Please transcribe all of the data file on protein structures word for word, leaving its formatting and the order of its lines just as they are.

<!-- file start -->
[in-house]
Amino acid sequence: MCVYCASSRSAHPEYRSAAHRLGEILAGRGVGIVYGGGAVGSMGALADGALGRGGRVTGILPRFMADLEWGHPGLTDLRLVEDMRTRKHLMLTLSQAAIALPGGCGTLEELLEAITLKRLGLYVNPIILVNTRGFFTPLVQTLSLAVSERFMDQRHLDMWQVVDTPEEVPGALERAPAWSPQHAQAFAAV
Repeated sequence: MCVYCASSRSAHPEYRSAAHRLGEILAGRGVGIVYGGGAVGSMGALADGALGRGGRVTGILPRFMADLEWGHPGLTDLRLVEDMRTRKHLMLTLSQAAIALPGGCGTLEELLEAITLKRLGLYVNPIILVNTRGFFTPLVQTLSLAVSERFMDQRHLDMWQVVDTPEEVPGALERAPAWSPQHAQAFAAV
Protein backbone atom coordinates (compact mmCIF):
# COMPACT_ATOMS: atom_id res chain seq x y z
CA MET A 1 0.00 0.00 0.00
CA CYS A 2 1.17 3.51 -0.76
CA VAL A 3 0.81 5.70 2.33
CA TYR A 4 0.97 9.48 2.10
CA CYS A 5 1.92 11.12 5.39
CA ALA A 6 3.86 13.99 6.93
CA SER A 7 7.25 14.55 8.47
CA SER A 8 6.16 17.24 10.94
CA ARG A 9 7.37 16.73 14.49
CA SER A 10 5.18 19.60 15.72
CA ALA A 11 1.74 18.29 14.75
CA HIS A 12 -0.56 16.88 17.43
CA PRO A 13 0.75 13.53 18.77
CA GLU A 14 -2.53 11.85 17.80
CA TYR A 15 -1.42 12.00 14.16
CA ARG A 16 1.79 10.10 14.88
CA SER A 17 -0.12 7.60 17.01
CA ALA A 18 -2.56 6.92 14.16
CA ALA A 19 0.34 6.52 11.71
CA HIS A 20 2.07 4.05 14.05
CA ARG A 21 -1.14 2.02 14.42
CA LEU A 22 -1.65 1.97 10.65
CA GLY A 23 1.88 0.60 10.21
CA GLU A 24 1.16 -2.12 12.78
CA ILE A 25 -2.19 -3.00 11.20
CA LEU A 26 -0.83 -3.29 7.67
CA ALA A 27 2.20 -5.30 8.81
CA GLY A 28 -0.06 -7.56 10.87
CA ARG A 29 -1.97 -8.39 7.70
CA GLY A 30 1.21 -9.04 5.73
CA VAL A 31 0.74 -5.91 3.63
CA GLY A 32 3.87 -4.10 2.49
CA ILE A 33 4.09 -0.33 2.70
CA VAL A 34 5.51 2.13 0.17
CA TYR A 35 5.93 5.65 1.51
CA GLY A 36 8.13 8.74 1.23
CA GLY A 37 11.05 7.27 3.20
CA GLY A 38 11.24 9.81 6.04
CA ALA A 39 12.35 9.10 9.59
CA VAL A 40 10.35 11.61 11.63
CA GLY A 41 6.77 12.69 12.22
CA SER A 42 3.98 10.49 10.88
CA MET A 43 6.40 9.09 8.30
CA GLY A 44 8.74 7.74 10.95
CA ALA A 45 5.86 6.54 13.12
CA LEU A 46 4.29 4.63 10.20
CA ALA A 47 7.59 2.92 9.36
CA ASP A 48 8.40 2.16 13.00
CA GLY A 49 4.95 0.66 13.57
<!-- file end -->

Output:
[in-house]
Amino acid sequence: MCVYCASSRSAHPEYRSAAHRLGEILAGRGVGIVYGGGAVGSMGALADGALGRGGRVTGILPRFMADLEWGHPGLTDLRLVEDMRTRKHLMLTLSQAAIALPGGCGTLEELLEAITLKRLGLYVNPIILVNTRGFFTPLVQTLSLAVSERFMDQRHLDMWQVVDTPEEVPGALERAPAWSPQHAQAFAAV
Repeated sequence: MCVYCASSRSAHPEYRSAAHRLGEILAGRGVGIVYGGGAVGSMGALADGALGRGGRVTGILPRFMADLEWGHPGLTDLRLVEDMRTRKHLMLTLSQAAIALPGGCGTLEELLEAITLKRLGLYVNPIILVNTRGFFTPLVQTLSLAVSERFMDQRHLDMWQVVDTPEEVPGALERAPAWSPQHAQAFAAV
Protein backbone atom coordinates (compact mmCIF):
# COMPACT_ATOMS: atom_id res chain seq x y z
CA MET A 1 0.00 0.00 0.00
CA CYS A 2 1.17 3.51 -0.76
CA VAL A 3 0.81 5.70 2.33
CA TYR A 4 0.97 9.48 2.10
CA CYS A 5 1.92 11.12 5.39
CA ALA A 6 3.86 13.99 6.93
CA SER A 7 7.25 14.55 8.47
CA SER A 8 6.16 17.24 10.94
CA ARG A 9 7.37 16.73 14.49
CA SER A 10 5.18 19.60 15.72
CA ALA A 11 1.74 18.29 14.75
CA HIS A 12 -0.56 16.88 17.43
CA PRO A 13 0.75 13.53 18.77
CA GLU A 14 -2.53 11.85 17.80
CA TYR A 15 -1.42 12.00 14.16
CA ARG A 16 1.79 10.10 14.88
CA SER A 17 -0.12 7.60 17.01
CA ALA A 18 -2.56 6.92 14.16
CA ALA A 19 0.34 6.52 11.71
CA HIS A 20 2.07 4.05 14.05
CA ARG A 21 -1.14 2.02 14.42
CA LEU A 22 -1.65 1.97 10.65
CA GLY A 23 1.88 0.60 10.21
CA GLU A 24 1.16 -2.12 12.78
CA ILE A 25 -2.19 -3.00 11.20
CA LEU A 26 -0.83 -3.29 7.67
CA ALA A 27 2.20 -5.30 8.81
CA GLY A 28 -0.06 -7.56 10.87
CA ARG A 29 -1.97 -8.39 7.70
CA GLY A 30 1.21 -9.04 5.73
CA VAL A 31 0.74 -5.91 3.63
CA GLY A 32 3.87 -4.10 2.49
CA ILE A 33 4.09 -0.33 2.70
CA VAL A 34 5.51 2.13 0.17
CA TYR A 35 5.93 5.65 1.51
CA GLY A 36 8.13 8.74 1.23
CA GLY A 37 11.05 7.27 3.20
CA GLY A 38 11.24 9.81 6.04
CA ALA A 39 12.35 9.10 9.59
CA VAL A 40 10.35 11.61 11.63
CA GLY A 41 6.77 12.69 12.22
CA SER A 42 3.98 10.49 10.88
CA MET A 43 6.40 9.09 8.30
CA GLY A 44 8.74 7.74 10.95
CA ALA A 45 5.86 6.54 13.12
CA LEU A 46 4.29 4.63 10.20
CA ALA A 47 7.59 2.92 9.36
CA ASP A 48 8.40 2.16 13.00
CA GLY A 49 4.95 0.66 13.57